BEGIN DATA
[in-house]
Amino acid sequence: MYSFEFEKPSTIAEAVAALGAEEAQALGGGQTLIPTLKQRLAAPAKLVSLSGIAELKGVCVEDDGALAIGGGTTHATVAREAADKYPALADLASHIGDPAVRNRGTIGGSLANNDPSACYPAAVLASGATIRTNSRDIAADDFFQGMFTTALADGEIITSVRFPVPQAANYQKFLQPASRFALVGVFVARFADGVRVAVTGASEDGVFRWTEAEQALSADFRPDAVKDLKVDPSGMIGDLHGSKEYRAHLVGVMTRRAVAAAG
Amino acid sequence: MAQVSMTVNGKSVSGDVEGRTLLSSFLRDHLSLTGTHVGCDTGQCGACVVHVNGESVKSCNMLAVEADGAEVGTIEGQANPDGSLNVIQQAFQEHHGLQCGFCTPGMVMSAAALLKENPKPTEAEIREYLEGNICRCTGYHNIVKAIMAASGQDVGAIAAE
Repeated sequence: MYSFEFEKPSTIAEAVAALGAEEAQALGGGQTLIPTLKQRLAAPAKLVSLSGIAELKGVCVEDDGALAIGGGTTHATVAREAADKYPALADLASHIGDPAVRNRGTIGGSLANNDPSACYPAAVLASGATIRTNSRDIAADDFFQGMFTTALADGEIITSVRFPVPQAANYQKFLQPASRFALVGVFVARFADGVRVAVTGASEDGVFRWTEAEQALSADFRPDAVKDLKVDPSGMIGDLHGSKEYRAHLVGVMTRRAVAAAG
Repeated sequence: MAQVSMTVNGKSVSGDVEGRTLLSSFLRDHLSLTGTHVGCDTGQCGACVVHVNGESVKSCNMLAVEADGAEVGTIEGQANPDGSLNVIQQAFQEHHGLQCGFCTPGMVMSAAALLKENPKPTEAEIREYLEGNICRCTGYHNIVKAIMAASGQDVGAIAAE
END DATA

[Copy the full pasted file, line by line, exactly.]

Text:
[in-house]
Amino acid sequence: MYSFEFEKPSTIAEAVAALGAEEAQALGGGQTLIPTLKQRLAAPAKLVSLSGIAELKGVCVEDDGALAIGGGTTHATVAREAADKYPALADLASHIGDPAVRNRGTIGGSLANNDPSACYPAAVLASGATIRTNSRDIAADDFFQGMFTTALADGEIITSVRFPVPQAANYQKFLQPASRFALVGVFVARFADGVRVAVTGASEDGVFRWTEAEQALSADFRPDAVKDLKVDPSGMIGDLHGSKEYRAHLVGVMTRRAVAAAG
Amino acid sequence: MAQVSMTVNGKSVSGDVEGRTLLSSFLRDHLSLTGTHVGCDTGQCGACVVHVNGESVKSCNMLAVEADGAEVGTIEGQANPDGSLNVIQQAFQEHHGLQCGFCTPGMVMSAAALLKENPKPTEAEIREYLEGNICRCTGYHNIVKAIMAASGQDVGAIAAE
Repeated sequence: MYSFEFEKPSTIAEAVAALGAEEAQALGGGQTLIPTLKQRLAAPAKLVSLSGIAELKGVCVEDDGALAIGGGTTHATVAREAADKYPALADLASHIGDPAVRNRGTIGGSLANNDPSACYPAAVLASGATIRTNSRDIAADDFFQGMFTTALADGEIITSVRFPVPQAANYQKFLQPASRFALVGVFVARFADGVRVAVTGASEDGVFRWTEAEQALSADFRPDAVKDLKVDPSGMIGDLHGSKEYRAHLVGVMTRRAVAAAG
Repeated sequence: MAQVSMTVNGKSVSGDVEGRTLLSSFLRDHLSLTGTHVGCDTGQCGACVVHVNGESVKSCNMLAVEADGAEVGTIEGQANPDGSLNVIQQAFQEHHGLQCGFCTPGMVMSAAALLKENPKPTEAEIREYLEGNICRCTGYHNIVKAIMAASGQDVGAIAAE